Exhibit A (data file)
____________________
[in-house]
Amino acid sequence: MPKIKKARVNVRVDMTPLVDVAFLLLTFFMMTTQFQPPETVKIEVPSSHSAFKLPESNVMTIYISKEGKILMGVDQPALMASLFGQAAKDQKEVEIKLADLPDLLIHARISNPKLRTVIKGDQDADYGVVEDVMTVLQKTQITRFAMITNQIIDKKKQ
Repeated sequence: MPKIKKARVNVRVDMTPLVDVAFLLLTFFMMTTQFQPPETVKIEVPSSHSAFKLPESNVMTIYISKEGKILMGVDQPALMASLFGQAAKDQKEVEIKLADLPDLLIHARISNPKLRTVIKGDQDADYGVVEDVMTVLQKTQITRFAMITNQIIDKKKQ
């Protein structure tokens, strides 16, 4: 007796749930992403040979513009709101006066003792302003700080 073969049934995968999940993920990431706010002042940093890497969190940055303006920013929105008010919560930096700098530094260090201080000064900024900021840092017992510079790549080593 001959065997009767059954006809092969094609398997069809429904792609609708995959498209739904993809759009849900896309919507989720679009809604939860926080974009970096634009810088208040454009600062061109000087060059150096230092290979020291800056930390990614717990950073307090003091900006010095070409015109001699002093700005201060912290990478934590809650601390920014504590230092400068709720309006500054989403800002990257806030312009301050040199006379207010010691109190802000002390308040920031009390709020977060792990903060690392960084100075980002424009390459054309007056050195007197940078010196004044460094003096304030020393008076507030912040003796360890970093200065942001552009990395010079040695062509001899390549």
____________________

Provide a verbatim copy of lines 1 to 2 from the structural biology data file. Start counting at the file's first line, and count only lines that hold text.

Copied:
[in-house]
Amino acid sequence: MPKIKKARVNVRVDMTPLVDVAFLLLTFFMMTTQFQPPETVKIEVPSSHSAFKLPESNVMTIYISKEGKILMGVDQPALMASLFGQAAKDQKEVEIKLADLPDLLIHARISNPKLRTVIKGDQDADYGVVEDVMTVLQKTQITRFAMITNQIIDKKKQ